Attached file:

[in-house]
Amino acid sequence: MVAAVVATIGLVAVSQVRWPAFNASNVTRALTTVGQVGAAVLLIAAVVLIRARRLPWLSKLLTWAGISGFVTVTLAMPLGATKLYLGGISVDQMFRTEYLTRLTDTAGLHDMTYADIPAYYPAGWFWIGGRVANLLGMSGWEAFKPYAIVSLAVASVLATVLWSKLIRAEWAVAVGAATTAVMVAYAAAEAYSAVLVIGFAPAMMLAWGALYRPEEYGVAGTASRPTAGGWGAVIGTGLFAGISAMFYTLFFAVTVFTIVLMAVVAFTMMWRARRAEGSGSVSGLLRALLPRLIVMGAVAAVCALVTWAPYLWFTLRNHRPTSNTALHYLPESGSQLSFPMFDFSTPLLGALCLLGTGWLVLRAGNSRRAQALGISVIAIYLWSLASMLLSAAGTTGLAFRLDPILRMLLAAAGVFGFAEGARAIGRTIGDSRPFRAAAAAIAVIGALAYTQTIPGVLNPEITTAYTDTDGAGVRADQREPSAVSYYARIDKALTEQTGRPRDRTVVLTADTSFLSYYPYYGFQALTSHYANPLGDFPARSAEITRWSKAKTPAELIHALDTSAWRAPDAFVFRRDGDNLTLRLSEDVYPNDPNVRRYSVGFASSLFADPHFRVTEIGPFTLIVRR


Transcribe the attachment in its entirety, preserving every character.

[in-house]
Amino acid sequence: MVAAVVATIGLVAVSQVRWPAFNASNVTRALTTVGQVGAAVLLIAAVVLIRARRLPWLSKLLTWAGISGFVTVTLAMPLGATKLYLGGISVDQMFRTEYLTRLTDTAGLHDMTYADIPAYYPAGWFWIGGRVANLLGMSGWEAFKPYAIVSLAVASVLATVLWSKLIRAEWAVAVGAATTAVMVAYAAAEAYSAVLVIGFAPAMMLAWGALYRPEEYGVAGTASRPTAGGWGAVIGTGLFAGISAMFYTLFFAVTVFTIVLMAVVAFTMMWRARRAEGSGSVSGLLRALLPRLIVMGAVAAVCALVTWAPYLWFTLRNHRPTSNTALHYLPESGSQLSFPMFDFSTPLLGALCLLGTGWLVLRAGNSRRAQALGISVIAIYLWSLASMLLSAAGTTGLAFRLDPILRMLLAAAGVFGFAEGARAIGRTIGDSRPFRAAAAAIAVIGALAYTQTIPGVLNPEITTAYTDTDGAGVRADQREPSAVSYYARIDKALTEQTGRPRDRTVVLTADTSFLSYYPYYGFQALTSHYANPLGDFPARSAEITRWSKAKTPAELIHALDTSAWRAPDAFVFRRDGDNLTLRLSEDVYPNDPNVRRYSVGFASSLFADPHFRVTEIGPFTLIVRR